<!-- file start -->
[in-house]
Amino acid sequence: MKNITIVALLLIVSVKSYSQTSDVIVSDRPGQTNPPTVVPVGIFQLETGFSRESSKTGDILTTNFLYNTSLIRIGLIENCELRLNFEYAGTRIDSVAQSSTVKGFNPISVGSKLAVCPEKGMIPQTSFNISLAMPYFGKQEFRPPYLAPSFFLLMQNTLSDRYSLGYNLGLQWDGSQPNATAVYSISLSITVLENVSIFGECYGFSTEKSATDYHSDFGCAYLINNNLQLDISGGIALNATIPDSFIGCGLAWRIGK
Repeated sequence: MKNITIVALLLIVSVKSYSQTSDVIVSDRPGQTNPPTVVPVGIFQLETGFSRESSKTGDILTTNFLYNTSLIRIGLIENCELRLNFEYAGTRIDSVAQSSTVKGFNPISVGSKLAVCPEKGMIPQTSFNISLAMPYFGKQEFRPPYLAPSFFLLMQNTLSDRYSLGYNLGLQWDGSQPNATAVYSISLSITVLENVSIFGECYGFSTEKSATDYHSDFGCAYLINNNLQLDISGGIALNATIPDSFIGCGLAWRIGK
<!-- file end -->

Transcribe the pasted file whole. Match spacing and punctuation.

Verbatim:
[in-house]
Amino acid sequence: MKNITIVALLLIVSVKSYSQTSDVIVSDRPGQTNPPTVVPVGIFQLETGFSRESSKTGDILTTNFLYNTSLIRIGLIENCELRLNFEYAGTRIDSVAQSSTVKGFNPISVGSKLAVCPEKGMIPQTSFNISLAMPYFGKQEFRPPYLAPSFFLLMQNTLSDRYSLGYNLGLQWDGSQPNATAVYSISLSITVLENVSIFGECYGFSTEKSATDYHSDFGCAYLINNNLQLDISGGIALNATIPDSFIGCGLAWRIGK
Repeated sequence: MKNITIVALLLIVSVKSYSQTSDVIVSDRPGQTNPPTVVPVGIFQLETGFSRESSKTGDILTTNFLYNTSLIRIGLIENCELRLNFEYAGTRIDSVAQSSTVKGFNPISVGSKLAVCPEKGMIPQTSFNISLAMPYFGKQEFRPPYLAPSFFLLMQNTLSDRYSLGYNLGLQWDGSQPNATAVYSISLSITVLENVSIFGECYGFSTEKSATDYHSDFGCAYLINNNLQLDISGGIALNATIPDSFIGCGLAWRIGK